The uninvited guest

empty shelves - uninvited guest

The year 2020 is definitely a symbolic year, not only because it’s the 20th year of the 3rd millennium, a leap year and the beginning of a new decade, but also because it is a disruptive year. It’s April 2020 and the year is still making sure that we are alert to the change it promised, woke to the beginning of a new era and transformation – be as it may. It is by far one of the most eventful years for millennials who are the working force, consumers, and business owners.

The sheer jubilation the nation felt when ushering the new year has turned into either panic, fervour, anxiety or profit depending on the side of the equilibrium one finds favourable during this period of the unexpected COVID-19 pandemic. The Coronavirus came in like a thief in the night and as a result forced many to transform into something better or change into something new altogether. The shift in consumer behaviour, the way business needs to now operate and the unstable economy has had a great impact on big and small brands.

There are select brands that have tailored their products and services to ensure consumer participation and are effectively gaining new customers or retaining loyal customers, such as the likes of:

Pick n Pay

A select number of Pick n Pay franchise stores are offering a drive-thru service to their customers in Gauteng, Free State, the Western Cape, Limpopo, Kwa Zulu Natal, Mpumalanga North West and Eastern Cape during the lock-down.

Pick n Pay drive through
Pick n Pay collect direct


NetFlorist, The e-tailer is now offering delivery of fresh fruit and vegetables select areas in Johannesburg, Pretoria, Cape Town, and Durban. This offering helps consumers shop for fresh produce from the safety of their own homes.

Netflorist fresh produce
Netflorist fresh produce ad

A portion of consumers in South Africa changed their spending habits rapidly and their choices of products and services as well as brands they support are influenced by whether or not their investment, will help alleviate the spread of the virus or sustain a certain lifestyle for the duration of this Coronavirus pandemic.

The business environment understands that its people are what makes the brand (from its employees to its consumers as well as suppliers), and that is why most businesses widely encourage a healthy working environment as well as the health and safety of all stakeholders.

We already know that many businesses have prioritized their stakeholders’ health and safety and the below are those amongst many that are making sure that this global crisis brings the best out of the its brand.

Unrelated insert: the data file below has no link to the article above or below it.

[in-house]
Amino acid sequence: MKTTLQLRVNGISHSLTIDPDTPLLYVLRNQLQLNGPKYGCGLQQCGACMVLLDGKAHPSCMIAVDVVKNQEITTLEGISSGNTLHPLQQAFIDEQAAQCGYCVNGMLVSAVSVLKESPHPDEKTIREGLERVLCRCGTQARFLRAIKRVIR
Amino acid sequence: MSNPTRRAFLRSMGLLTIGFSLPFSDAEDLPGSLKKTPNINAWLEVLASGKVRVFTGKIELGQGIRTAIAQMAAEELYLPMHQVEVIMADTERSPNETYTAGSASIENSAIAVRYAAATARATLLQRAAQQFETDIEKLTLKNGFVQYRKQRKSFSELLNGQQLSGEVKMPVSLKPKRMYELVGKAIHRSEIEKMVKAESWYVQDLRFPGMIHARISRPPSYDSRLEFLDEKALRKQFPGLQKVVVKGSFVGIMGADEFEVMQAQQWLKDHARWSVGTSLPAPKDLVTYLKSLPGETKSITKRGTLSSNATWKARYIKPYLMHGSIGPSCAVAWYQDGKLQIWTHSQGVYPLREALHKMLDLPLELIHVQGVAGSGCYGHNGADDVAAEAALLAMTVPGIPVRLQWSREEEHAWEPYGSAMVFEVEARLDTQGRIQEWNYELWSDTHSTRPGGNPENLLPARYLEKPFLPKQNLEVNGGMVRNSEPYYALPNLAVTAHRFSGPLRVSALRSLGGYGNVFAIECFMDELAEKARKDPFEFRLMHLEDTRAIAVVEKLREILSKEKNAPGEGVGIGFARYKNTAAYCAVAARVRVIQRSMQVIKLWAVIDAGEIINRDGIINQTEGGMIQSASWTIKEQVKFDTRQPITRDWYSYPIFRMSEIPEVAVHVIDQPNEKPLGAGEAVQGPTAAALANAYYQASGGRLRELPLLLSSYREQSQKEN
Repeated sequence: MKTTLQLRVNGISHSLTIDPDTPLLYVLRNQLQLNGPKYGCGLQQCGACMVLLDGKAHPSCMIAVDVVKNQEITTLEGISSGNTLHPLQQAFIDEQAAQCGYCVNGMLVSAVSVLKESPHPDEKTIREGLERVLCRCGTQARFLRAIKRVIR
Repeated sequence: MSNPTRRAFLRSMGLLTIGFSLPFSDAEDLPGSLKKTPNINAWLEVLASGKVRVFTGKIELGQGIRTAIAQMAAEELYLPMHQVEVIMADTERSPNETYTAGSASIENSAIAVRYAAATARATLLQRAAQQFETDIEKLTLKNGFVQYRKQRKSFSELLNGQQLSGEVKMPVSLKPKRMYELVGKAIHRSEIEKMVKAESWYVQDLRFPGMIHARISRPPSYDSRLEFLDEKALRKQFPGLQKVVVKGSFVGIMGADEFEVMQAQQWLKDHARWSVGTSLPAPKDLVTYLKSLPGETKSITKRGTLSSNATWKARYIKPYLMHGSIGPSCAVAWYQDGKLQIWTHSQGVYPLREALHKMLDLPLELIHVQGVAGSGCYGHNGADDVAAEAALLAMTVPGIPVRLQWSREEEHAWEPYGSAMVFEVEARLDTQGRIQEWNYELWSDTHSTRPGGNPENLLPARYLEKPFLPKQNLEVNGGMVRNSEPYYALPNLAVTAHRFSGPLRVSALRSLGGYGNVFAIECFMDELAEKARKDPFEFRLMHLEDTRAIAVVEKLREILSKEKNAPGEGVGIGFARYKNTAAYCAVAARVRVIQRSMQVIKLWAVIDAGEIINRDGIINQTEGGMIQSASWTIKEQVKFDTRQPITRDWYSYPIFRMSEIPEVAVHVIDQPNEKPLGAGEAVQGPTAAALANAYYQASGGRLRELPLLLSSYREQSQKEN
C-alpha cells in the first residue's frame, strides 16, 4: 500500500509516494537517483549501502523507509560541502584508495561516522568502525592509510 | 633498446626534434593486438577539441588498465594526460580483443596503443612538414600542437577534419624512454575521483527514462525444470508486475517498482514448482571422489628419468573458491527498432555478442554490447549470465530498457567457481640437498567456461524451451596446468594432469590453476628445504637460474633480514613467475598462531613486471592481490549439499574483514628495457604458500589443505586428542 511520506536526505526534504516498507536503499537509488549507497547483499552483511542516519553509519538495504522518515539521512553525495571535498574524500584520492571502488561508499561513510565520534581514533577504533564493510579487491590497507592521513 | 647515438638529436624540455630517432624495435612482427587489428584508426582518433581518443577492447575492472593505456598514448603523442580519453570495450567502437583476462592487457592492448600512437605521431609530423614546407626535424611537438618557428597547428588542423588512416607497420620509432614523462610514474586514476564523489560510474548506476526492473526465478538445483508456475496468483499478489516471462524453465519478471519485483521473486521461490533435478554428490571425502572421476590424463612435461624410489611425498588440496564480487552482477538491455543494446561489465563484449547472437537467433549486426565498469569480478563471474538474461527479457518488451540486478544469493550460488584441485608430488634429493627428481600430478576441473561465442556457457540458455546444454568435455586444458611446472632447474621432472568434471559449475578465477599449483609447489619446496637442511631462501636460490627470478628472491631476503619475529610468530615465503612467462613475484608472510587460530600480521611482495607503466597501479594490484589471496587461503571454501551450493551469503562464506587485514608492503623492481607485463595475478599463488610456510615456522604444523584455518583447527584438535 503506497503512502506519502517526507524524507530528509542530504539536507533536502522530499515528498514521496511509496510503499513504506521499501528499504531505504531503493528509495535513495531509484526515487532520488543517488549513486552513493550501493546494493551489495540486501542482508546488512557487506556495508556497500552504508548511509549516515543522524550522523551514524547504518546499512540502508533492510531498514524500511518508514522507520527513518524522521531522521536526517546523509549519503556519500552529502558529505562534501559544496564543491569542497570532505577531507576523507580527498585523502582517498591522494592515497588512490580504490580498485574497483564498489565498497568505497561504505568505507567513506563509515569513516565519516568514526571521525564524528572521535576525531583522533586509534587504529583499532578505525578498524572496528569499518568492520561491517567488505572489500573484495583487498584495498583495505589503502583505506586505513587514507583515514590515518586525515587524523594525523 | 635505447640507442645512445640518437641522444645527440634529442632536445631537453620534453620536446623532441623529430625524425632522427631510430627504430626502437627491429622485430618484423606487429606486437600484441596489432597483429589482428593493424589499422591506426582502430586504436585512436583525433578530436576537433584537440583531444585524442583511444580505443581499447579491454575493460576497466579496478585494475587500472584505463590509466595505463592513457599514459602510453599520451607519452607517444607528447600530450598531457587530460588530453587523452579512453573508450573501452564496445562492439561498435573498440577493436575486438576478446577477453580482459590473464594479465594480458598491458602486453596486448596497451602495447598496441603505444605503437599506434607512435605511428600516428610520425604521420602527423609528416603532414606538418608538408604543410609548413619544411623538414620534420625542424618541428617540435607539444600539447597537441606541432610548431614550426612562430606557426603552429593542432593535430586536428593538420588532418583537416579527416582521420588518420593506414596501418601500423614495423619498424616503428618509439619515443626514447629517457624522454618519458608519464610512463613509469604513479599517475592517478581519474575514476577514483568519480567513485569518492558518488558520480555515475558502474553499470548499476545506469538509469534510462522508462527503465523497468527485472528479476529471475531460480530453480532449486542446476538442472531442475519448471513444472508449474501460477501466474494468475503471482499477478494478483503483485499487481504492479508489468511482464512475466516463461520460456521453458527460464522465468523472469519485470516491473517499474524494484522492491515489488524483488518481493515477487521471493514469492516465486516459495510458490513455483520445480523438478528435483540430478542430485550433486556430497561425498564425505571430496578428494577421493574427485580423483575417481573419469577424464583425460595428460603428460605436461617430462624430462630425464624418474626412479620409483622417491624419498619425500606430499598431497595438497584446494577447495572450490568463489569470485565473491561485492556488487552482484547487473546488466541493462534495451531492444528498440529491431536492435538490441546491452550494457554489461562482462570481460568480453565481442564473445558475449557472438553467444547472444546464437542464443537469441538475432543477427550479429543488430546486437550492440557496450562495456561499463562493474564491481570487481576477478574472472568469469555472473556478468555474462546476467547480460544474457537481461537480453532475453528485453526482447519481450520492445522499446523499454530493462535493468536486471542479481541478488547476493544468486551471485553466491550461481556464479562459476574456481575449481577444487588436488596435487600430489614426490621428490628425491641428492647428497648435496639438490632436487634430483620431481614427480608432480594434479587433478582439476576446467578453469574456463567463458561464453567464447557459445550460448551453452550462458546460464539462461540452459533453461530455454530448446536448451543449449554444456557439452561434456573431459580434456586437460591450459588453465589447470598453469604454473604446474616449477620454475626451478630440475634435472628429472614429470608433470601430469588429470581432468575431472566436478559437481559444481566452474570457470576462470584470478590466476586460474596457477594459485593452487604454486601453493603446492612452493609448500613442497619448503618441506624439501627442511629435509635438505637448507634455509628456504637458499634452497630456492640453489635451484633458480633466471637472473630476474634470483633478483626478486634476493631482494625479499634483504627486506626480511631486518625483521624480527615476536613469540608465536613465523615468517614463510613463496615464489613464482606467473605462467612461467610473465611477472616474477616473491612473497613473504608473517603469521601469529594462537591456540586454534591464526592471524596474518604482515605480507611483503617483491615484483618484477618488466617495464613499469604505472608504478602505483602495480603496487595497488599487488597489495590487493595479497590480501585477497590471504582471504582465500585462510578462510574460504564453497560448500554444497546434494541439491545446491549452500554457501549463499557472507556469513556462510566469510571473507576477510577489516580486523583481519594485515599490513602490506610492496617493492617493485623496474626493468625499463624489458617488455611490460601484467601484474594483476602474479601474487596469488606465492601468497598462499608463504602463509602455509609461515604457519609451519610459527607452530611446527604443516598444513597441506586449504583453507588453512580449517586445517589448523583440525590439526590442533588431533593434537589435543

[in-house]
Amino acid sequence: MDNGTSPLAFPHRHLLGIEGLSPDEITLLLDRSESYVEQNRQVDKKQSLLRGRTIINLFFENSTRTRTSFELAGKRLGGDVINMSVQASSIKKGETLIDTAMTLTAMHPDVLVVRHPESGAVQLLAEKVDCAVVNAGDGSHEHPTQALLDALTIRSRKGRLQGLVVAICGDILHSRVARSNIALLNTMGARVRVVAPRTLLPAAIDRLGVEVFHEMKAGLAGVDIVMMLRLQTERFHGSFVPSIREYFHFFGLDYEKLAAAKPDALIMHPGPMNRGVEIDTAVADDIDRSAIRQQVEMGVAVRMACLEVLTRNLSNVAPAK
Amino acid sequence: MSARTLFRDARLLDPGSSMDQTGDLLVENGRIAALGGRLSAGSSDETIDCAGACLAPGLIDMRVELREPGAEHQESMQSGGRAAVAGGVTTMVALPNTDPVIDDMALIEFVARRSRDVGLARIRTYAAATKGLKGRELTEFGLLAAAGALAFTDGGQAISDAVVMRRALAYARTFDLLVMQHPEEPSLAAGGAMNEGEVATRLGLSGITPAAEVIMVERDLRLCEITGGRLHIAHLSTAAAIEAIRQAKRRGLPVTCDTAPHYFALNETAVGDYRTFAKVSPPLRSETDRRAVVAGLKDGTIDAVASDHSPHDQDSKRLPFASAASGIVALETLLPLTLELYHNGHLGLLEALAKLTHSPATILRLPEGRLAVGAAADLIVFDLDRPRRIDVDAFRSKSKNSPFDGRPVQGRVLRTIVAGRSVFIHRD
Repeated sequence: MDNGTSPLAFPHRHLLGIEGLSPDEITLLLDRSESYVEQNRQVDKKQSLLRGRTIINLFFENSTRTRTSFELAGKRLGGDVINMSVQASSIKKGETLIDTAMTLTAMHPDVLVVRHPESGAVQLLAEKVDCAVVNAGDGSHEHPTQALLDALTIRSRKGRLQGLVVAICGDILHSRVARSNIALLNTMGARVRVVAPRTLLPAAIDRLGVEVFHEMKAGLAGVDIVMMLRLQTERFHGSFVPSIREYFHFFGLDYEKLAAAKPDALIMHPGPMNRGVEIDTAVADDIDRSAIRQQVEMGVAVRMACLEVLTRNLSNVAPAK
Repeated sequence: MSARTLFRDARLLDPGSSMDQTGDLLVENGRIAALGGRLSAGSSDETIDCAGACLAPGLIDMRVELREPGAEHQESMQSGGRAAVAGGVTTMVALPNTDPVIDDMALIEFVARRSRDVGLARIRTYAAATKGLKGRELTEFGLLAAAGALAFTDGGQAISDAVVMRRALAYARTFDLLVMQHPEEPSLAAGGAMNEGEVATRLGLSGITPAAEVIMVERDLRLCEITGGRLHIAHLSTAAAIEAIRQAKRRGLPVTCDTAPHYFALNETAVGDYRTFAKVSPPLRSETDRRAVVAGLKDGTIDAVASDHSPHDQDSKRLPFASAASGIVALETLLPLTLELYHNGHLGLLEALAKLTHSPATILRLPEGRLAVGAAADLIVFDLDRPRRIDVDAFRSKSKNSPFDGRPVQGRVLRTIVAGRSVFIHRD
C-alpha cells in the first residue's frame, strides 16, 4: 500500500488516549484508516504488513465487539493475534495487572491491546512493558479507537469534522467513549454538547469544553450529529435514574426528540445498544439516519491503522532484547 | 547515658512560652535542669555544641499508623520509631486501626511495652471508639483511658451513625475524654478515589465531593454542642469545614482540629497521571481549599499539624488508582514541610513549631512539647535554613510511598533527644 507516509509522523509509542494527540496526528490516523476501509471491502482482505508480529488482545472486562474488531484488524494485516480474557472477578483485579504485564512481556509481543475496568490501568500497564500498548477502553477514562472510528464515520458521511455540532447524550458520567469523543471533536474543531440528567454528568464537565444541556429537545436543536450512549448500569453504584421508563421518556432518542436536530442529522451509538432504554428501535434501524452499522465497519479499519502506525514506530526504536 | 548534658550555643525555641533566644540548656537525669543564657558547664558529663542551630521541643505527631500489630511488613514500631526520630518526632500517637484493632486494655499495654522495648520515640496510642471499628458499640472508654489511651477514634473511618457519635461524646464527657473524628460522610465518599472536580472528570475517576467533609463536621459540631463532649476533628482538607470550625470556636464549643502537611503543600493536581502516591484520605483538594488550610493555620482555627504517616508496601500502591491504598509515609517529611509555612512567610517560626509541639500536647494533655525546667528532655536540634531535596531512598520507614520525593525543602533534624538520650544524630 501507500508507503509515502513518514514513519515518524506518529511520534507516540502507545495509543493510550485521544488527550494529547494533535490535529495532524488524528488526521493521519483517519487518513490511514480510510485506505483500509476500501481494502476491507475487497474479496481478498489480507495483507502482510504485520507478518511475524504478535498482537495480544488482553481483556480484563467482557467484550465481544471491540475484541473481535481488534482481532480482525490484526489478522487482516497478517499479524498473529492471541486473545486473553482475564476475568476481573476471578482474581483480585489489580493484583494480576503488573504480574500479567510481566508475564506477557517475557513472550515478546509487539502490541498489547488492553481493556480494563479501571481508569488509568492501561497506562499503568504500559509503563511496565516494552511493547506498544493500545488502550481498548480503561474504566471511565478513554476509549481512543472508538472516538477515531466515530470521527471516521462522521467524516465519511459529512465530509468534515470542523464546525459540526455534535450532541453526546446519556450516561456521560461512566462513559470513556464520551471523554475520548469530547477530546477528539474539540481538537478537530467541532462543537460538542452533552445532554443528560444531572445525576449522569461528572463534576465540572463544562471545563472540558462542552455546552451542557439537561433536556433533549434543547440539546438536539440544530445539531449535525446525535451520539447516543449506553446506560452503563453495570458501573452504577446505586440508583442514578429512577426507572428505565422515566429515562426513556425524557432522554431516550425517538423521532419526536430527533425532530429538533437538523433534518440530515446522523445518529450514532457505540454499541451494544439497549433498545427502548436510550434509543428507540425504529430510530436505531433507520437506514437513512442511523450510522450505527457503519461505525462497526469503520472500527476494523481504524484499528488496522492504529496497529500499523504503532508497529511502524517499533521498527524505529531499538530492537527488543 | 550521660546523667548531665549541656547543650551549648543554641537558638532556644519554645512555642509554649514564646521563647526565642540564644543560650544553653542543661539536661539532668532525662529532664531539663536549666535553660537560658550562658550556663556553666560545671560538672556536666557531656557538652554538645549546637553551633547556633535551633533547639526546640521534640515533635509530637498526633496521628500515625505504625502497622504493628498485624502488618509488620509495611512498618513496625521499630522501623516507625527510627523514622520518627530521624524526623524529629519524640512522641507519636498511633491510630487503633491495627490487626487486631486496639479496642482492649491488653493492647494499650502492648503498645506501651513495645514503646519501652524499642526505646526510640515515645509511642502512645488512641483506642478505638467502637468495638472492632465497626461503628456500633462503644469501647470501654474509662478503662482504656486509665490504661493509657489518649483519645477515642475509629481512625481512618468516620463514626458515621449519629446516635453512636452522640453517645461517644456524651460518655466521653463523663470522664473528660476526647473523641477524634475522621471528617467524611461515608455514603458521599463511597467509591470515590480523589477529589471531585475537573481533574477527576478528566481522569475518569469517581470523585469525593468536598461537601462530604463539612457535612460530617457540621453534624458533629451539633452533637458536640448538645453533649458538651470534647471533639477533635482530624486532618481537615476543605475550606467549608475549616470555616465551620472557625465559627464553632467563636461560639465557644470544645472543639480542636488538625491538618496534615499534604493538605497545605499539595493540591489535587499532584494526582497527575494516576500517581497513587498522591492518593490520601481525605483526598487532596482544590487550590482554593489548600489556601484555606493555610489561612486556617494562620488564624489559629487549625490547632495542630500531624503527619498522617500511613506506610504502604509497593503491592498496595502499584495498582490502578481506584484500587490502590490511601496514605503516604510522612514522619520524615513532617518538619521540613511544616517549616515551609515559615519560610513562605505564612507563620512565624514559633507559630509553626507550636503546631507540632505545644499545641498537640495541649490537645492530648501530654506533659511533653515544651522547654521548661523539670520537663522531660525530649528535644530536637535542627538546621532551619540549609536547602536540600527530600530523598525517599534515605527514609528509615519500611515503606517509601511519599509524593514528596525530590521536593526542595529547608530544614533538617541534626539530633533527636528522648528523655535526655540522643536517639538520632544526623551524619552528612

• Clicks, is offering free flu vaccinations for all their store staff to help build their immunity.
  • Unilever, has put global measures in place for all their people, adhering to the announcement made by the World Health Organization.

The South African brand has an uninvited guest that will affect the already fragile economy and all proudly South African brands, as well as international brands making a profit from consumers in the country, have a big role to play in ensuring that we all come out stronger and better prepared for the next transformative life events or should I say, an uninvited guest.

How brands are exploiting #MandelaDay

Mandela Day is a day that is set out to commemorate the birth of one of the greatest leaders the world has ever seen, Nelson Rholihlahla Mandela. In his remembrance, ordinary people are required to dedicate at least 67 minutes of their time to doing something good for others, particularly those in need. Great concept right? However, brands have found the day opportune for them to push their brands and drive sales. One particular brand that really caught my attention was Pick n Pay, a leading retail company in South Africa. Pick n Pay had a “target” of donating 1 million meals to the less fortunate. In order for them to be able to do so, they invited the public to help them reach their target. How convenient, this is a company that makes an annual turnover of more than R75 billion, yet they are asking the public to make donation to fulfill their #MandelaDay ambitions. Here is my thing, if Pick n Pay wants to donate 1 million meals for #MandelaDay, they can easily do so solely from their pockets.

Pick n Pay, however was not the only brand that was opportunistic on #MandelaDay. Many other brands flooded our timelines with their “good deeds” for #MandelaDay, some brands asked their followers to Retweet and Share their content in exchange for donations; what a clever way of increasing followers and brand awareness? If you (as a brand) want to giveaway R67 000 to charity, why should we (the public) retweet the brand’s tweet 67 000 times? This also goes to show how businesses never give without gaining anything. Gary Vaynerchuk often speaks about how marketers ruin everything, in this instance brands are exploiting #MandelaDay with their desire for PR.

Some people would argue by saying that at the end of the day someone is getting assisted or fed, while others say #MandelaDay is for those who want to be seen helping other people. Therefore they would not partake in #MandelaDay initiatives and give a chance to those who have to tick boxes for their CSI projects. Here is my thing, if giving back is ingrained within a brand, days such as #MandelaDay should not be the highlight of the brand giving back. A huge slap on the brands that are using #MandelaDay to meet their business objectives.

I am interested in knowing your thoughts on #MandelaDay and how brands are capitalising on Mandela Day for their own benefit. Please leave your comment below, and Also doo remember to get in touch with @PatOnBrands on Facebook, Twitter and Instagram